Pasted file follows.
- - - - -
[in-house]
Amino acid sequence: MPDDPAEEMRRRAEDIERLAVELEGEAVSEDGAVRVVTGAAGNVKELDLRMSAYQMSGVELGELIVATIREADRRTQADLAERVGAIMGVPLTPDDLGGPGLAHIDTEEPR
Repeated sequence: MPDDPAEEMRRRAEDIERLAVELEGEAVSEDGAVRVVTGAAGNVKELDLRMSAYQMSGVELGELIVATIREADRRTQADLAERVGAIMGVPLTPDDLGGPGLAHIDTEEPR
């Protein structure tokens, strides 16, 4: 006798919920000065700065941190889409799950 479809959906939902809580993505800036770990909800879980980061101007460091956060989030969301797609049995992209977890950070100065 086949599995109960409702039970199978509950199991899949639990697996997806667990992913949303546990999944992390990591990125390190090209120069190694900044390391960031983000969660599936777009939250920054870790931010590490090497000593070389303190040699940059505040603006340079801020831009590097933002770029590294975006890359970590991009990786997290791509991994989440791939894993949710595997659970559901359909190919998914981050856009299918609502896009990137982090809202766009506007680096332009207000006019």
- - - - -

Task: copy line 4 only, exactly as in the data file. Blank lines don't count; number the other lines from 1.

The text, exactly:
């Protein structure tokens, strides 16, 4: 006798919920000065700065941190889409799950 479809959906939902809580993505800036770990909800879980980061101007460091956060989030969301797609049995992209977890950070100065 086949599995109960409702039970199978509950199991899949639990697996997806667990992913949303546990999944992390990591990125390190090209120069190694900044390391960031983000969660599936777009939250920054870790931010590490090497000593070389303190040699940059505040603006340079801020831009590097933002770029590294975006890359970590991009990786997290791509991994989440791939894993949710595997659970559901359909190919998914981050856009299918609502896009990137982090809202766009506007680096332009207000006019």